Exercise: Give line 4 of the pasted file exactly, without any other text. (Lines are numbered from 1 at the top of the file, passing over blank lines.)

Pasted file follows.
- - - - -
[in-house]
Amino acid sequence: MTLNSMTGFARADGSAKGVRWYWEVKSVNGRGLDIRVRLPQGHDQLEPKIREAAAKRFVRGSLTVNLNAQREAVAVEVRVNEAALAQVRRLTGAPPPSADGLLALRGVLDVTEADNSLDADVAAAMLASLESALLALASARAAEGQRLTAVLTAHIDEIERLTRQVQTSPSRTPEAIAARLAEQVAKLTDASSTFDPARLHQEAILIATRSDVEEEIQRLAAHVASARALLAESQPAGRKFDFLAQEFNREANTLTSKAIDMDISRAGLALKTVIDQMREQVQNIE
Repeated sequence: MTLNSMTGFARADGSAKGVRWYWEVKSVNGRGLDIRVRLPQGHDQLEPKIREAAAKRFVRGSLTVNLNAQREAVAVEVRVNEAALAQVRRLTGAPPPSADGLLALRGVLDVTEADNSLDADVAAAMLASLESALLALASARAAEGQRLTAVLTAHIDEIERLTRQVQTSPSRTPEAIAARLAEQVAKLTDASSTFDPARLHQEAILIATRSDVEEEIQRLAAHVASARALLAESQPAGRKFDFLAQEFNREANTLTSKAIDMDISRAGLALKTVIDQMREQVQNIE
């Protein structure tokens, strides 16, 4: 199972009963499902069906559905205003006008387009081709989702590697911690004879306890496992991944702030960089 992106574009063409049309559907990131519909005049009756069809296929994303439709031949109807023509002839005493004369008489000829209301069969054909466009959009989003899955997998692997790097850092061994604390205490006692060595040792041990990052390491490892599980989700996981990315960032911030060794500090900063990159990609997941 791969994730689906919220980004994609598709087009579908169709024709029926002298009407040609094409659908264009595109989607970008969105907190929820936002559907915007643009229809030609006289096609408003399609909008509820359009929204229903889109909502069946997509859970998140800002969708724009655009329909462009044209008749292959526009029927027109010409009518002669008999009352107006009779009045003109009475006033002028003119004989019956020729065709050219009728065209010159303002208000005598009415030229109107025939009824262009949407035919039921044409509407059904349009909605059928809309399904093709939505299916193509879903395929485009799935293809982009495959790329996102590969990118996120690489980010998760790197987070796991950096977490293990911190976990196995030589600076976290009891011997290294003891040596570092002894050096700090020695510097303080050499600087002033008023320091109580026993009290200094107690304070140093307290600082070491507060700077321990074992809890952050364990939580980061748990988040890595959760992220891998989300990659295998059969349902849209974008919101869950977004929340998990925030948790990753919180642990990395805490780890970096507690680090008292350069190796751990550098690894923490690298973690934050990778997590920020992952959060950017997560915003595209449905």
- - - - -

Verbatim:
């Protein structure tokens, strides 16, 4: 199972009963499902069906559905205003006008387009081709989702590697911690004879306890496992991944702030960089 992106574009063409049309559907990131519909005049009756069809296929994303439709031949109807023509002839005493004369008489000829209301069969054909466009959009989003899955997998692997790097850092061994604390205490006692060595040792041990990052390491490892599980989700996981990315960032911030060794500090900063990159990609997941 791969994730689906919220980004994609598709087009579908169709024709029926002298009407040609094409659908264009595109989607970008969105907190929820936002559907915007643009229809030609006289096609408003399609909008509820359009929204229903889109909502069946997509859970998140800002969708724009655009329909462009044209008749292959526009029927027109010409009518002669008999009352107006009779009045003109009475006033002028003119004989019956020729065709050219009728065209010159303002208000005598009415030229109107025939009824262009949407035919039921044409509407059904349009909605059928809309399904093709939505299916193509879903395929485009799935293809982009495959790329996102590969990118996120690489980010998760790197987070796991950096977490293990911190976990196995030589600076976290009891011997290294003891040596570092002894050096700090020695510097303080050499600087002033008023320091109580026993009290200094107690304070140093307290600082070491507060700077321990074992809890952050364990939580980061748990988040890595959760992220891998989300990659295998059969349902849209974008919101869950977004929340998990925030948790990753919180642990990395805490780890970096507690680090008292350069190796751990550098690894923490690298973690934050990778997590920020992952959060950017997560915003595209449905």